2024-02-02 20:49:51 UTC
Need I say who it was, if you're a fan of hers?
About the movie, from Wikipedia:
"A naive, unintelligent, socially inept, loud-mouth cowboy, Beauregard Decker, and his friend and father-figure Virgil Blessing take the bus from Timber Hill, Montana to Phoenix, Arizona, to participate in a rodeo. Virgil has encouraged the 21-year-old virgin, Beau, to take an interest in "gals". Initially reluctant and frightened of the idea, Beau declares that he hopes to find an "angel" and will know her when he sees her. Making trouble everywhere they go, he continues his unsophisticated behavior in Grace's Diner. In Phoenix, at the Blue Dragon Café, he imagines himself in love with the café's chanteuse, Chérie, an ambitious performer from the Ozarks with aspirations of becoming a Hollywood star. Her rendition of "That Old Black Magic" entrances him and he forces her outside, despite the establishment's rules against it, kisses her and thinks that means they are engaged. Chérie is physically attracted to him but resists his plans to take her back to Montana. She has no intention of marrying him and tells him so, but he is too stubborn to listen..."
I must say, he had quite a range as far as his roles went!
...In the postwar 1950s, when being sensitive, responsible and a “nice guy” were important attributes in a young man, Mr. Murray was a churchgoing pacifist who became a conscientious objector during the Korean War. He fulfilled his service obligation by working for two and a half years in German and Italian refugee camps for $10 a month, assisting orphans, the injured and the displaced.
Back from Europe in 1954, he settled on an acting career focused on socially responsible themes. He appeared in a television drama about lawyers serving poor clients, and he had a part in the 1955 Broadway production of “The Skin of Our Teeth,” Thornton Wilder’s comedic vote of confidence in mankind’s narrow ability to survive, which starred Helen Hayes and Mary Martin.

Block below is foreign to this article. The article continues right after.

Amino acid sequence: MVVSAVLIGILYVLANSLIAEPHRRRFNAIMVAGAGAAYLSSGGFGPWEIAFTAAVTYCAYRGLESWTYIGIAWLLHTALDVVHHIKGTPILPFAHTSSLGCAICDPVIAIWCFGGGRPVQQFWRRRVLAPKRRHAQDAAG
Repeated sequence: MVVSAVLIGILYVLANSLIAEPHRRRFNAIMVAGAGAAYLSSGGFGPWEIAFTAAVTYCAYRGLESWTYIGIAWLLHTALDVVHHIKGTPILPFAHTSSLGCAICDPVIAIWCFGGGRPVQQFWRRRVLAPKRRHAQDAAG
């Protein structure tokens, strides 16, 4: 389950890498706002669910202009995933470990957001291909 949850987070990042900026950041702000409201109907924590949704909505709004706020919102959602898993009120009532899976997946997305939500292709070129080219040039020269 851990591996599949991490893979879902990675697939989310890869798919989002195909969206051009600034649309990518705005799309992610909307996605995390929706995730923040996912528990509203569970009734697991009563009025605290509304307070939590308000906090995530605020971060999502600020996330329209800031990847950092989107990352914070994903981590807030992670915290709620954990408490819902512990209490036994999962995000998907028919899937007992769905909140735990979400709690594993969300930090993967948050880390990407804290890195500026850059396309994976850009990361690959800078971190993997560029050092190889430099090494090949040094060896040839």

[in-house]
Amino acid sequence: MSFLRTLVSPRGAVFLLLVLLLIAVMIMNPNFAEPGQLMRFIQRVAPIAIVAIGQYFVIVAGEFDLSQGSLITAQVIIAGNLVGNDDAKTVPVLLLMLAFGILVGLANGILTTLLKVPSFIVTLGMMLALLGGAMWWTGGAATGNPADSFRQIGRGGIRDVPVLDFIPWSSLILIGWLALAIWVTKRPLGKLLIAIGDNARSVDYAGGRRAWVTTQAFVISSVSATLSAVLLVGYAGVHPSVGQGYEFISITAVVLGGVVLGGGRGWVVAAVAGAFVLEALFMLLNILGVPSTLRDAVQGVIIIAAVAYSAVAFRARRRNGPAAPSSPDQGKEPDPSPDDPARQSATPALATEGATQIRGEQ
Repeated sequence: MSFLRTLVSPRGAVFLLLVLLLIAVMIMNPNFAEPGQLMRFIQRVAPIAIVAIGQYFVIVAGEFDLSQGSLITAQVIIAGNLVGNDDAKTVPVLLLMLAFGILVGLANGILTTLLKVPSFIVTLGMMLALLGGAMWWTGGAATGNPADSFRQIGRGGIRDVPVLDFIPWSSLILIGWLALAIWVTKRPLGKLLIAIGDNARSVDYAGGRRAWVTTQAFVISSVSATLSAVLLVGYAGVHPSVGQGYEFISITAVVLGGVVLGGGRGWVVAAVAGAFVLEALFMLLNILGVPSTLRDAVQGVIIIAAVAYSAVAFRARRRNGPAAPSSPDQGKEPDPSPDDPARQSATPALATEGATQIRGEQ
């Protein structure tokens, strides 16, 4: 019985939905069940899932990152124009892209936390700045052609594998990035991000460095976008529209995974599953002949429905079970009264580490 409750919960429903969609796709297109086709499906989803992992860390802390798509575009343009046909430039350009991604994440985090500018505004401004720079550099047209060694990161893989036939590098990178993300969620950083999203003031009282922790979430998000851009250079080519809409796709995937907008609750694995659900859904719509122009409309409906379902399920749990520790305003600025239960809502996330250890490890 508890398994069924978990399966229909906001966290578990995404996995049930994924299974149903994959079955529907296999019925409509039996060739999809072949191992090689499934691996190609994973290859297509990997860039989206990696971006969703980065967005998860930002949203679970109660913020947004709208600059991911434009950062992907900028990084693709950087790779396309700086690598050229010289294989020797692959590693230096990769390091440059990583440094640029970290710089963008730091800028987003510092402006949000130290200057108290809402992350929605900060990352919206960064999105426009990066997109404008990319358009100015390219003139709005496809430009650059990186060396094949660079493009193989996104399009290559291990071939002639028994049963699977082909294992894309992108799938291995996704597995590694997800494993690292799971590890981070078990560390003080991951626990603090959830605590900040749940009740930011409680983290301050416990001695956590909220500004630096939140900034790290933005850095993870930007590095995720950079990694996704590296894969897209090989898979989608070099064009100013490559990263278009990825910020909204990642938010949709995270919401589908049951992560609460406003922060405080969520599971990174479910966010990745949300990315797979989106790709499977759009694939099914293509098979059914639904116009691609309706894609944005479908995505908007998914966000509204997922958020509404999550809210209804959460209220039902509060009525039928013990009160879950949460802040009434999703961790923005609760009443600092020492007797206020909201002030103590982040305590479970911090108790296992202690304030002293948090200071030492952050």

...“With a wondrous new actor named Don Murray playing the stupid, stubborn poke and with the clutter of broncos, blondes and busters beautifully tangled, Mr. Logan has a booming comedy going before he gets to the romance,” Bosley Crowther wrote in a review for The New York Times. “And the fact that she fitfully but firmly summons the will and strength to humble him — to make him say ‘please,’ which is the point of the whole thing — attests to her new acting skill.”
Mr. Murray’s performance in “Bus Stop” earned him an Oscar nomination for best supporting actor. He won many other honors for a body of work that included more than 35 Hollywood films, some 25 television movies and scores of other credits for starring in television and stage productions, as well as for writing, directing or producing for movies and television. But he was never again nominated for an Academy Award.
His best-known early films also included “A Hatful of Rain” (1957), the story of a tormented drug addict hiding his secret from his wife, played by Eva Marie Saint; “Shake Hands With the Devil” (1959), a tale of the 1921 Irish rebellion, which also starred James Cagney; and “The Hoodlum Priest” (1961), in which Mr. Murray, who co-wrote the screenplay, portrayed a Jesuit who counsels former convicts...
He was also in "Advise and Consent."